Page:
A solar eclipse is seen in Ternate, Indonesia, March 9, 2016. (CNS photo/Andre Adrian, EPA)
WASHINGTON (CNS) -- The word from some quarters is that the Aug. 21 total solar eclipse is a harbinger of the end times, but one Wisconsin priest hardly thinks so.
Father James Kurzynski, an amateur astronomer, said the cross-country eclipse is an opportunity to reflect on humanity's relationship to creation and build stronger bonds with God while enjoying a rare astronomical event.
The total solar eclipse is the first to be seen from coast to coast since 1918. The 70-mile-wide eclipse path spans the continental U.S. from Oregon to South Carolina. Totality begins at mid-morning Pacific time on the West Coast and the moon's shadow races across 14 states in about 90 minutes, ending at mid-afternoon Eastern time.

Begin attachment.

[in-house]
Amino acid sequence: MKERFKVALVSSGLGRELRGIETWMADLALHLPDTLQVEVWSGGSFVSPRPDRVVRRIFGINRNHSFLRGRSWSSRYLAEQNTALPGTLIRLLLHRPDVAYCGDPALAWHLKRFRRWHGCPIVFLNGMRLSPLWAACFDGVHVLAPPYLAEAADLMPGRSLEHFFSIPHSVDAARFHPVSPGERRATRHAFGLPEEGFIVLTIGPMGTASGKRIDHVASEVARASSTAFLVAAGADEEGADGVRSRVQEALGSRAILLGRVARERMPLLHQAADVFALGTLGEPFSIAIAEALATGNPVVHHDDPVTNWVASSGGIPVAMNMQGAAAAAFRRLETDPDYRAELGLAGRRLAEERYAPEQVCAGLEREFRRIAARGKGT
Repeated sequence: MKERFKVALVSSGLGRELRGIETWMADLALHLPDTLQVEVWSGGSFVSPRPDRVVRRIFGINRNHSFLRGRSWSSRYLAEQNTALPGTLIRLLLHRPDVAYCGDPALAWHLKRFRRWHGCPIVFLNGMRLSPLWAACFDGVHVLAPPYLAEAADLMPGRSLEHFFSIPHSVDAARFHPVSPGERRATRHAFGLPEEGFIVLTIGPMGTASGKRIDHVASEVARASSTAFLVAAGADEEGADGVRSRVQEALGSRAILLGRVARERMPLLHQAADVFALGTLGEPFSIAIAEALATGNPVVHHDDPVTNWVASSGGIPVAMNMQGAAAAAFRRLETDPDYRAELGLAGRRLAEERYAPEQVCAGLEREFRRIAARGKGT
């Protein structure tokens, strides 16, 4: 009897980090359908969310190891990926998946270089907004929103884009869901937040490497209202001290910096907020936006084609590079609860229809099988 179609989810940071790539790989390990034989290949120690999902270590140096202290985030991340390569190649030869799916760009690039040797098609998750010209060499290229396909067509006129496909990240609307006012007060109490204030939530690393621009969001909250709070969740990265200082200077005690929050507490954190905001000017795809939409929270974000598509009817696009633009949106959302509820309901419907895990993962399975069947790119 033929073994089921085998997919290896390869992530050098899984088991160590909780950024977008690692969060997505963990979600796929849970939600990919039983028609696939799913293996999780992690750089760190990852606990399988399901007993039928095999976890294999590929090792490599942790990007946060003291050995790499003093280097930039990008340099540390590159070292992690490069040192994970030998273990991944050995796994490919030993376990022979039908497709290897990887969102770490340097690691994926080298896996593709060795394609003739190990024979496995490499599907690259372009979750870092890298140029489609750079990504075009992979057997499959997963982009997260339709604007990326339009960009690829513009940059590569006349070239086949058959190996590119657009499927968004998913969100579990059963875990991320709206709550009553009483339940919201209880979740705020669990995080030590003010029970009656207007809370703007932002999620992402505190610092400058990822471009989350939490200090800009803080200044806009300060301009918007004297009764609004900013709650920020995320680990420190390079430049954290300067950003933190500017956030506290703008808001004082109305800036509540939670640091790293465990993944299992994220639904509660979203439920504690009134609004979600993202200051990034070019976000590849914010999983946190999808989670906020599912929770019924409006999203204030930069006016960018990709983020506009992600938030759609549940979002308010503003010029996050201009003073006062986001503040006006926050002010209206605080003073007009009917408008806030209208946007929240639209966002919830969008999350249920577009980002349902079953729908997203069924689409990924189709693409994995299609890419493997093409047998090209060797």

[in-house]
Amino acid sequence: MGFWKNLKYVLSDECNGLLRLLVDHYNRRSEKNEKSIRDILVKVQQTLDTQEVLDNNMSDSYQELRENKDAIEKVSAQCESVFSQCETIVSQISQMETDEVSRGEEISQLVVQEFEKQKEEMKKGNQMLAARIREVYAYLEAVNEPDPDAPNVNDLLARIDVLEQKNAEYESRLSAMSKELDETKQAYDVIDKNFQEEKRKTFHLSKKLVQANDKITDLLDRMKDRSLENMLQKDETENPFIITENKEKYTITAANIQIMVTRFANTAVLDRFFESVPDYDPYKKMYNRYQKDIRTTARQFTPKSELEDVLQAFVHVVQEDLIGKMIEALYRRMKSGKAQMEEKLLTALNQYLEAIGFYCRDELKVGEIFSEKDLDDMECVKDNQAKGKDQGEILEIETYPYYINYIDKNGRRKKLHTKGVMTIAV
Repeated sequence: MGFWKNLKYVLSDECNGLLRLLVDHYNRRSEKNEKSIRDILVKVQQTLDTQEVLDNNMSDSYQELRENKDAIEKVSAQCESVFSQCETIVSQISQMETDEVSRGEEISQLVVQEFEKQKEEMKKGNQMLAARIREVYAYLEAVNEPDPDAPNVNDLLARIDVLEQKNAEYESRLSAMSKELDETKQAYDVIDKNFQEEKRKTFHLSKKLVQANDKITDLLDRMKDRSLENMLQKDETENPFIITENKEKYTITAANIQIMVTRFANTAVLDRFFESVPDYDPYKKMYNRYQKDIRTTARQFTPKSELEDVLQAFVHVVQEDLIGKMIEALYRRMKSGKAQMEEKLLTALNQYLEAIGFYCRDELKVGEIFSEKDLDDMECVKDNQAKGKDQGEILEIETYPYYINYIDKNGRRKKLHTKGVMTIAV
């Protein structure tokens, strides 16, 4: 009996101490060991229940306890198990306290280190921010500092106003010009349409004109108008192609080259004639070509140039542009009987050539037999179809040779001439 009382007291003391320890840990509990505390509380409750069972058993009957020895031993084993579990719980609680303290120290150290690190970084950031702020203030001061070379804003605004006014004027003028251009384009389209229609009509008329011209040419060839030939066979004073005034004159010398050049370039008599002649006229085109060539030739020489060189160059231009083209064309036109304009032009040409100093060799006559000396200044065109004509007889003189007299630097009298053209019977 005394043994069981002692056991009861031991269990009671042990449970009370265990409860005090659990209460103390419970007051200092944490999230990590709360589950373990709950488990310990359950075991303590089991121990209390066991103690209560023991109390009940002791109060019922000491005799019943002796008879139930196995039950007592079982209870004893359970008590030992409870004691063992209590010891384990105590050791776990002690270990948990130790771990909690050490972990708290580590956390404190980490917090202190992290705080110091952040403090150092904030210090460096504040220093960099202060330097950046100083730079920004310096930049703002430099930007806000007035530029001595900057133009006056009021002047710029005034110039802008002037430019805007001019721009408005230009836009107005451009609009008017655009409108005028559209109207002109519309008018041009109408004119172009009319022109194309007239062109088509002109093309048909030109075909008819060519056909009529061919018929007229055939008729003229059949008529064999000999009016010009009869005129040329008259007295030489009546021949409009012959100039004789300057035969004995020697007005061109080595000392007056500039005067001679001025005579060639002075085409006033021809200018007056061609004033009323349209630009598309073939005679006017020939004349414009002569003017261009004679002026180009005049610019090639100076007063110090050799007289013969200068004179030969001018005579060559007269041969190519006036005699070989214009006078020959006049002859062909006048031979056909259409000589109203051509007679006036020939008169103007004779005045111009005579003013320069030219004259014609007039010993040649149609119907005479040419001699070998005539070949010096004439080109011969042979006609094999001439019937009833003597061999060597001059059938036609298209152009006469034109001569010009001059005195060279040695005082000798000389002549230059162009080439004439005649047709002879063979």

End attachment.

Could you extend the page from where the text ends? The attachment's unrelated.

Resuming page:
The celestial event is giving Father Kurzynski, pastor of St. Joseph Parish in Menominee, Wisconsin, the opportunity to connect biblical passages that metaphorically describe the darkening of the midday sun, the moon and the stars with a call to welcome God's mercy into their lives.
Father Kurzynski has found references to eclipses in throughout the Bible. From the books of Sirach and Isaiah in the Old Testament to the Book of Revelation at the end of the Bible, such references suggest that ancient people understood that eclipses occurred regularly and used symbolic language to call people to end their sinful ways, Father Kurzynski said.